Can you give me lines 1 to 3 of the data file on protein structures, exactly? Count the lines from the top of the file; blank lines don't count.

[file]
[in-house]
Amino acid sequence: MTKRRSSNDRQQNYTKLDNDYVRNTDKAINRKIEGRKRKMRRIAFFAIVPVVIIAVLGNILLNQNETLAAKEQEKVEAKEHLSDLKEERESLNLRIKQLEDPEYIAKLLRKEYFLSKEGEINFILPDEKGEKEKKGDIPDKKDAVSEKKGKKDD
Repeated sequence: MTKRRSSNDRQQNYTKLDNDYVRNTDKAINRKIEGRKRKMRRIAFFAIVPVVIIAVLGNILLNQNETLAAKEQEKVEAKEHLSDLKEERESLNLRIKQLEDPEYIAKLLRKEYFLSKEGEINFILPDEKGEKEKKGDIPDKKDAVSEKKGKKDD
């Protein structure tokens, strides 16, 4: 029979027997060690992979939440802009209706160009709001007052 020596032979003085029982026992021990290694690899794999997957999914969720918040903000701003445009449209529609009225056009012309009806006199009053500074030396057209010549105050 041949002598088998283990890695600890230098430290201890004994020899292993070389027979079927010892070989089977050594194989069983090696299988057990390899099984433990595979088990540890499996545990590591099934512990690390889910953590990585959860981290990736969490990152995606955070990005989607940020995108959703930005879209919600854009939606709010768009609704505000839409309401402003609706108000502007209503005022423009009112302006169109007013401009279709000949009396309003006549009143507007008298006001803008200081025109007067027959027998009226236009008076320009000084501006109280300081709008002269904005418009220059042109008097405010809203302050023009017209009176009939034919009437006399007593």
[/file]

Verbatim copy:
[in-house]
Amino acid sequence: MTKRRSSNDRQQNYTKLDNDYVRNTDKAINRKIEGRKRKMRRIAFFAIVPVVIIAVLGNILLNQNETLAAKEQEKVEAKEHLSDLKEERESLNLRIKQLEDPEYIAKLLRKEYFLSKEGEINFILPDEKGEKEKKGDIPDKKDAVSEKKGKKDD
Repeated sequence: MTKRRSSNDRQQNYTKLDNDYVRNTDKAINRKIEGRKRKMRRIAFFAIVPVVIIAVLGNILLNQNETLAAKEQEKVEAKEHLSDLKEERESLNLRIKQLEDPEYIAKLLRKEYFLSKEGEINFILPDEKGEKEKKGDIPDKKDAVSEKKGKKDD